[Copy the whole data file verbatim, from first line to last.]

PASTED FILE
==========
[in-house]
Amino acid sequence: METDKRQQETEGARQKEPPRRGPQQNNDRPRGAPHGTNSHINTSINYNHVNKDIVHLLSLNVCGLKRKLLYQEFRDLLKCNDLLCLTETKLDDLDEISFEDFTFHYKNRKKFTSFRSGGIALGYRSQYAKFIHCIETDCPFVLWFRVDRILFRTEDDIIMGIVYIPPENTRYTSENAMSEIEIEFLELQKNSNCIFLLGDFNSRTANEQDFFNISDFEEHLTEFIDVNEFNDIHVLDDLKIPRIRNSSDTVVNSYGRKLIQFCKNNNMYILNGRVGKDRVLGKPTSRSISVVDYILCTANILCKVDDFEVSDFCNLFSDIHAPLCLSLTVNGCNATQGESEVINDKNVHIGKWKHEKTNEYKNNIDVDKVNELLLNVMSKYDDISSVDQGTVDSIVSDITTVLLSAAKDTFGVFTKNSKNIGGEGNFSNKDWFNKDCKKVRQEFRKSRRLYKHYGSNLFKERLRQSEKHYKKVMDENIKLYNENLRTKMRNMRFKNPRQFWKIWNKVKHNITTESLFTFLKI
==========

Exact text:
[in-house]
Amino acid sequence: METDKRQQETEGARQKEPPRRGPQQNNDRPRGAPHGTNSHINTSINYNHVNKDIVHLLSLNVCGLKRKLLYQEFRDLLKCNDLLCLTETKLDDLDEISFEDFTFHYKNRKKFTSFRSGGIALGYRSQYAKFIHCIETDCPFVLWFRVDRILFRTEDDIIMGIVYIPPENTRYTSENAMSEIEIEFLELQKNSNCIFLLGDFNSRTANEQDFFNISDFEEHLTEFIDVNEFNDIHVLDDLKIPRIRNSSDTVVNSYGRKLIQFCKNNNMYILNGRVGKDRVLGKPTSRSISVVDYILCTANILCKVDDFEVSDFCNLFSDIHAPLCLSLTVNGCNATQGESEVINDKNVHIGKWKHEKTNEYKNNIDVDKVNELLLNVMSKYDDISSVDQGTVDSIVSDITTVLLSAAKDTFGVFTKNSKNIGGEGNFSNKDWFNKDCKKVRQEFRKSRRLYKHYGSNLFKERLRQSEKHYKKVMDENIKLYNENLRTKMRNMRFKNPRQFWKIWNKVKHNITTESLFTFLKI